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Expanding upon their impressive short film (which also starred Graham), Barantini and co-writer James Cummings don’t just turn up the heat on Andy but use Jones & Son as a microcosmic case study of the worst-case scenario of what both the front of house and kitchen staff might face if a service goes totally sideways. (“Boiling Point” could be the blueprint for an emergency drill in any hospitality school). If even just slightly mishandled, the numerous expanding plot threads might feel like a feature-length version of Bob Terwilliger stepping on rakes. However, Barantini and Cummings’ screenplay never feels too overburdened, and the pair wisely decide that most of the stories unfolding under the roof of Jones & Son won’t be neatly resolved or resolved at all — sometimes a really bad night is just that. A revelation by the youngest member of the team to the Pastry Chef provides one of the film’s most potent moments and shines as an example of how the tightly knit script, at its best, can find depths of emotion even as it races from the kitchen to bar to dining area and back. But it’s not a surprise that with so many competing interests, a couple of strands don’t get their due. Most disappointingly, young black waitress Andrea’s (Lauryn Ajufo) evening dealing with a racist customer, after taking over the table from the blonde and bubbly Robyn (Aine Rose Daly), is left to hang and doesn’t get fully realized in the way it deserves. But the film moves so briskly and keeps Andy’s mounting pressures in focus that anything that’s ultimately extraneous never feels like it’s detracting from the chef’s unraveling happening before our eyes.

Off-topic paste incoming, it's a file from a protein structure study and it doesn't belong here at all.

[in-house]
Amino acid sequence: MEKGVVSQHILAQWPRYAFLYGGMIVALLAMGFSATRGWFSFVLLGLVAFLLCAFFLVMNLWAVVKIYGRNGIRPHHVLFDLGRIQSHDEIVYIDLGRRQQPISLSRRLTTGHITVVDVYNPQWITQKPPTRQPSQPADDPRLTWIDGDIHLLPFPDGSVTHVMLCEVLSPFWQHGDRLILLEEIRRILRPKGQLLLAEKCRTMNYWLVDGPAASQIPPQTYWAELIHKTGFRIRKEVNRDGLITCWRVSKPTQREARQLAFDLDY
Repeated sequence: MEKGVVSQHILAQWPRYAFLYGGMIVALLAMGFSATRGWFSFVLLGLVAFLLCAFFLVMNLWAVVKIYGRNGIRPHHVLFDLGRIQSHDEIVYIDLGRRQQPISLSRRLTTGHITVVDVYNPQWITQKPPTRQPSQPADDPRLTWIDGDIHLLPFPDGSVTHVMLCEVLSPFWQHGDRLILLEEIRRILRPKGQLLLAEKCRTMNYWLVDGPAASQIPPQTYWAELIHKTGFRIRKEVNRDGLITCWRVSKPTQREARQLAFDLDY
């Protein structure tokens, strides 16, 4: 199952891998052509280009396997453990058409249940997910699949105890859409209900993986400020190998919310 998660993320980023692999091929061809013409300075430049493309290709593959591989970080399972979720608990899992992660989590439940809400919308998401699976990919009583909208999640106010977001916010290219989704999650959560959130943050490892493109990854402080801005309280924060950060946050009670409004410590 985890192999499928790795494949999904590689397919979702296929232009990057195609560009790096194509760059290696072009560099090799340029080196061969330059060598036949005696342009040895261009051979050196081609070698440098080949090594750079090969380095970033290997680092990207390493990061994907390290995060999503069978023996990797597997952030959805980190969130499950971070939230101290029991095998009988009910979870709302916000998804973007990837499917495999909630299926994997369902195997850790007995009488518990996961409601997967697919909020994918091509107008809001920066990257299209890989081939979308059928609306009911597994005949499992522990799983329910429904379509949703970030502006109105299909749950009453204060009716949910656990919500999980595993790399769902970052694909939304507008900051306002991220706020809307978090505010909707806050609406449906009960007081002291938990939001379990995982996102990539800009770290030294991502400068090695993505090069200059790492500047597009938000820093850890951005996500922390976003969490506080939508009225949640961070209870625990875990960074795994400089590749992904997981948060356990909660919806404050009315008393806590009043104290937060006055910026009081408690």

Always the bridesmaid and rarely the bride, it’s an unreserved joy to have Stephen Graham command attention in a leading role. Having led Barantini’s and Cummings’ short, Graham’s enthusiasm for the part is evident, playing Andy as bipolar, raging one moment, contrite the next, all while barely keeping his demons from surfacing on his carefully constructed public-facing exterior. The actor is a small tornado, compact and unpredictable and utterly hard to take your eyes off of. Around him, the ensemble of mostly up-and-comers more than meet the task of staying toe-to-toe with Graham’s tempo, none more so than Vinette Robinson, who has the challenge of playing Andy’s cooler, level-headed better half in the kitchen. Robinson delivers the perfect counterbalance to Andy’s heat, delivering the authority and empathy to the team that he can’t manage, all while coming to the realization that her days of shouldering his load need to come to an end.